Thanks for this interview, Susanne! Please tell us a little about your background in music.
When I was 3 or 4 and people would ask me what I wanted to be when I grew up, I said, “Mozart”, I think mainly because I had a wonderful children’s book, Mozart the Wonder Boy. And my mother played the piano, my father loved opera and would play records on weekends.
I started playing the piano at the age of five, and got very serious about it. I went to Smith and majored in music, doing a lot of performing. 13 years after I graduated from Smith I went back to do an MA in musicology, then on to Yale for a PhD in music history. I loved those years. I loved researching in libraries in Europe and touching manuscripts by Handel, Traetta, Salieri and many others.
From music studies, to writing… How did that come about and what was your inspiration for The Musician’s Daugher?
After I finished my studies, circumstances combined to make it difficult for me to get a job teaching. But I had all this wealth of knowledge and a true passion for the stories hidden in the places research couldn’t take you. Plus, I’d been writing all my life anyway—poetry, bad novels, advertising copy (day job).
The Musician’s Daughter, like all my books, came from a “What if?” question. What if a young girl wanted desperately to be a professional musician, but her circumstances or the times wouldn’t permit it? And then, I love a good mystery. Plus I’ve been to Vienna more than once for research purposes, and I loved the idea of setting a novel there.
I understand this story is very close to your heart. What is the novel about?
It’s about a young girl whose father, a violinist in Haydn’s orchestra for Prince Esterhazy, is murdered on Christmas Eve. His valuable violin is missing, and he’s wearing a mysterious medallion Theresa (the heroine) has never seen before. With her mother about to give birth and indisposed, Theresa decides she must solve the mystery of her father’s murder, and in the process is able to pursue her music—and find the beginnings of true love.
You may wonder, why a violinist? I have a very good friend who is one of the finest Baroque violinists in the world, now doing a lot of conducting with her own orchestra: Elizabeth Wallfisch. I thought of her a lot when I was writing this—and my old friend Peter Oundjian!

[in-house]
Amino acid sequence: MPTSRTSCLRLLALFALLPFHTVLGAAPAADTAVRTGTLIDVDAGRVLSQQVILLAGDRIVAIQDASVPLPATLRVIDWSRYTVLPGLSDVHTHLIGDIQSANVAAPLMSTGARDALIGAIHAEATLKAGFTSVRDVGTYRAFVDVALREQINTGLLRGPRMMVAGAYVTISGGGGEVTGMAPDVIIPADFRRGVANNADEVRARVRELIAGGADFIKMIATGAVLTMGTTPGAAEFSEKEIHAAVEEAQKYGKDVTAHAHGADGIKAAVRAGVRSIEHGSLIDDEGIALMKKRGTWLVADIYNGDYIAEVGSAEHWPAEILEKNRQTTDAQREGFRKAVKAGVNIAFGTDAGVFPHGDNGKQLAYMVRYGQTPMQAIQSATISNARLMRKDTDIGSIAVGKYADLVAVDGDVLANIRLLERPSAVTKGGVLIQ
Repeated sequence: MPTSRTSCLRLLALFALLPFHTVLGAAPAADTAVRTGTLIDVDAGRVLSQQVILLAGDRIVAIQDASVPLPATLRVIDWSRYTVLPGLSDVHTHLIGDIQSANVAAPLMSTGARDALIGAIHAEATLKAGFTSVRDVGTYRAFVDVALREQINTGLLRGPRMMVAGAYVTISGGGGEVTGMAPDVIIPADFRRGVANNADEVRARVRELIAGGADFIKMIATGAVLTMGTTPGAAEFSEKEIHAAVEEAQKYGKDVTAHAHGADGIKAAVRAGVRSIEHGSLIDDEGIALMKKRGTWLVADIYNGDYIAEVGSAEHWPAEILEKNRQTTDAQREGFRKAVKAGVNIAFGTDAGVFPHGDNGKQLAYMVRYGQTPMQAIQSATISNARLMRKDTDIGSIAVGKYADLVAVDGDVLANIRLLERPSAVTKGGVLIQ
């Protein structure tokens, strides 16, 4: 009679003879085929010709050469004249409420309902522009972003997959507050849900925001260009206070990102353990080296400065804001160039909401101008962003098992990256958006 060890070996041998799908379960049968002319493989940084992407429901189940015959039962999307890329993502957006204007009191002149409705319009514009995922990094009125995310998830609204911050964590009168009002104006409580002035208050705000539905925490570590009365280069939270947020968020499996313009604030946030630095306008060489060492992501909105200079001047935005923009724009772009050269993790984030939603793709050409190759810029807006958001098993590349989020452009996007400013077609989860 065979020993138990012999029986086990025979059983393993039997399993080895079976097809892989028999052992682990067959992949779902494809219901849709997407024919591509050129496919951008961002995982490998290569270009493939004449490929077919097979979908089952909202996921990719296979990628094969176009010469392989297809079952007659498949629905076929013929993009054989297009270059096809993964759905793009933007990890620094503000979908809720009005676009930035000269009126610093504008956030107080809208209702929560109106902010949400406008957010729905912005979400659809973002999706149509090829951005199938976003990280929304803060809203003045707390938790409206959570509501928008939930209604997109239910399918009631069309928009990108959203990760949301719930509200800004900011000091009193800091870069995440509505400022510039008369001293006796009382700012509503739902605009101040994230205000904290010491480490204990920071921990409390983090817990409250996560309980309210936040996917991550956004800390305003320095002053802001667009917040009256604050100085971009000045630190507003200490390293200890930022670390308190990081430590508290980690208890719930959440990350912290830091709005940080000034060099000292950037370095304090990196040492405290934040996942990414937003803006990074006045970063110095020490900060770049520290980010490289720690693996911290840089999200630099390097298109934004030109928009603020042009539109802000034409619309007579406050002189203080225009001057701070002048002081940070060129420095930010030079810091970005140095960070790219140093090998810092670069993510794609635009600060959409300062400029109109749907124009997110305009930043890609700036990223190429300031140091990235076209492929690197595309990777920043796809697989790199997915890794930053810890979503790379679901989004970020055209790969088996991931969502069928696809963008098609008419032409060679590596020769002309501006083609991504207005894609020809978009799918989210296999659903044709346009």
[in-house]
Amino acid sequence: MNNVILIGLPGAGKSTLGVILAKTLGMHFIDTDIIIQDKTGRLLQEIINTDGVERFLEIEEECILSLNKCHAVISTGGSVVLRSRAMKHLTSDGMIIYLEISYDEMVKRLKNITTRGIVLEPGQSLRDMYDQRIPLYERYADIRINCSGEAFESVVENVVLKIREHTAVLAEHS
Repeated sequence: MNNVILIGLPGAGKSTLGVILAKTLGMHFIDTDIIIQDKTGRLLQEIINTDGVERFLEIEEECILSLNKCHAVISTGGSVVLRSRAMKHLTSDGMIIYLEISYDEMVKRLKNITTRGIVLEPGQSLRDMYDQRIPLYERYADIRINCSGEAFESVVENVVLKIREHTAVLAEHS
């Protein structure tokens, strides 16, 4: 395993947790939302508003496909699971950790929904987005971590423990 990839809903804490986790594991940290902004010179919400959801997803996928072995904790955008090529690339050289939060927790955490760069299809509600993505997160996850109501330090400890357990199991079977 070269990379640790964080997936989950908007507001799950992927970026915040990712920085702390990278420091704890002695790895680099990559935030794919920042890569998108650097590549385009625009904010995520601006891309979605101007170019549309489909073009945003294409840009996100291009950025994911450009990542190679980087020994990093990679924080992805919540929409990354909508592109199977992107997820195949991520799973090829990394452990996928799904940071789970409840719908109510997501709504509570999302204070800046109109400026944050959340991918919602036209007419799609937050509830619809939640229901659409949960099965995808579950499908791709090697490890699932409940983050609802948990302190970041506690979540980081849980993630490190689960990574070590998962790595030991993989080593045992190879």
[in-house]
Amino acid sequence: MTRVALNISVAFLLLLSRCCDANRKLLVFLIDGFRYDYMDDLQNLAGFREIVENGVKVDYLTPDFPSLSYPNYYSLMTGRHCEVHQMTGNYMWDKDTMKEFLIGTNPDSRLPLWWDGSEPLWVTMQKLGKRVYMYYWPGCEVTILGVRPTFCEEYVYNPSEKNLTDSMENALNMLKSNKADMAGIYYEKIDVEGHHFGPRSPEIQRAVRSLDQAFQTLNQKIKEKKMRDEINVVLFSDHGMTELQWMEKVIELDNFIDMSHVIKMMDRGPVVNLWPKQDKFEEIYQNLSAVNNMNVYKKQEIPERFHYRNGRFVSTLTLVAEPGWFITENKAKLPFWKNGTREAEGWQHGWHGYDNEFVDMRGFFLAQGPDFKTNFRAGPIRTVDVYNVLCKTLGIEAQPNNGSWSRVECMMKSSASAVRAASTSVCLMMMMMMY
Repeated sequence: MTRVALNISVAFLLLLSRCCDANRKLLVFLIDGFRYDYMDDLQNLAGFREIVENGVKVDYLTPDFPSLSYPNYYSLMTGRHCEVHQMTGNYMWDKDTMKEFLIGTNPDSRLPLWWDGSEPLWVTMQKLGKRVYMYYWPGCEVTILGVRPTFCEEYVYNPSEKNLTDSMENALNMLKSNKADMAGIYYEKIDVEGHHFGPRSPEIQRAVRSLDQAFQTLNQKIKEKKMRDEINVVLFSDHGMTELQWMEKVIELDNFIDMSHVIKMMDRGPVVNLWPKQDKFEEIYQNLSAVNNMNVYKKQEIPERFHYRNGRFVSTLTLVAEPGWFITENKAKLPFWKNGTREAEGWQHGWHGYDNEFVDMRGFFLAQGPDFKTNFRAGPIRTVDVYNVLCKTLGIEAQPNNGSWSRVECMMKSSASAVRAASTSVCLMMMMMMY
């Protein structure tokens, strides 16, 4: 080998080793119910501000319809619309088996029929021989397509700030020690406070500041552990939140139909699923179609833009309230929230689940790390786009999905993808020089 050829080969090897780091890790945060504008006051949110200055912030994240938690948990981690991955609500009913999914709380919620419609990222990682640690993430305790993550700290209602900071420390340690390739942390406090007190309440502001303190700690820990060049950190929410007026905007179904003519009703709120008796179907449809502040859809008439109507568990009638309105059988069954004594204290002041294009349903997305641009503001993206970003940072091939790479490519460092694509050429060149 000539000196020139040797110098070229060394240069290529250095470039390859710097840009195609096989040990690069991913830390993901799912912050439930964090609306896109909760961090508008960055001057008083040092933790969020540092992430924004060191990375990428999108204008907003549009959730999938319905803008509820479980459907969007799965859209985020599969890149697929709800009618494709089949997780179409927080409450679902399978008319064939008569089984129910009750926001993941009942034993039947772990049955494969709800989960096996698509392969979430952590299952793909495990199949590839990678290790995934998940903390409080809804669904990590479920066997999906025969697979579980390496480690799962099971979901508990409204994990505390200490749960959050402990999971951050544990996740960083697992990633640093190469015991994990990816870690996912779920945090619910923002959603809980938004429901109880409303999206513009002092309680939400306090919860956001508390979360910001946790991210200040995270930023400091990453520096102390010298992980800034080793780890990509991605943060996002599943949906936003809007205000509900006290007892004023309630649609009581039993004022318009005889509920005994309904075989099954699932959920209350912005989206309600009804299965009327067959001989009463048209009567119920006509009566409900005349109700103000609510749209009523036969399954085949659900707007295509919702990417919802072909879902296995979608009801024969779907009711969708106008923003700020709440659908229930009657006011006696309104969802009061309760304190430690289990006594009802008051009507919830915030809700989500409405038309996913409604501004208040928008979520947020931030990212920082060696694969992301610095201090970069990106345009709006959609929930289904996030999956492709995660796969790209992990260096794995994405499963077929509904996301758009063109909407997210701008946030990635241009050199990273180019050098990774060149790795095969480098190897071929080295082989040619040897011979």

Did you plot in advance?
I always have a sense of where the book is going, but I hate writing to outlines. I let my characters take their twists and turns, and then nudge everything into place and tie up loose ends in the editing process.
How long did it take you to write the book?
That’s a difficult question to answer. Writing the first draft doesn’t always take a lot of time. This one I think took about six weeks. But I worked on it, editing and honing it, for months after that—and that was before the editing process that begins with the publishing house.
How was your schedule like while writing the novel? Do you have another job besides writing?
Yes, I do have another job, as an Associate Creative Director at a small advertising agency in Manhattan. It’s very demanding, so I write whenever I can in my spare time: on the subway, at home in the morning, on weekends.
How was the publishing process like? Did you search for an agent first?
First, you have to write a book! I’ve been with my agent since 2003, when he started working on my first adult book, Emilie’s Voice, which was published by Simon & Schuster in 2005. I would say that anyone looking to be published needs to write the best book they can, get good feedback, and get it as near to perfect as possible, then start looking for an agent. Agents open doors, and also can be very helpful in guiding your career—as my agent has been.
I hear you have another book coming out soon. Tell us all about it!
Anastasia’s Secret will be my fourth book. My first two were adult books (Liszt’s Kiss was the second). Anastasia’s Secret is my imagining of the youngest grand duchess of Russia growing up during the Russian revolution. It’s more a romance than The Musician’s Daughter. It comes out March 2.
Is there anything else you’d like to say to my readers?
Just thank you! Without readers, we novelists would be in deep trouble. I’m so grateful whenever people read my books, and hope that they get some enjoyment and insight from them.
Thank you, Susanne!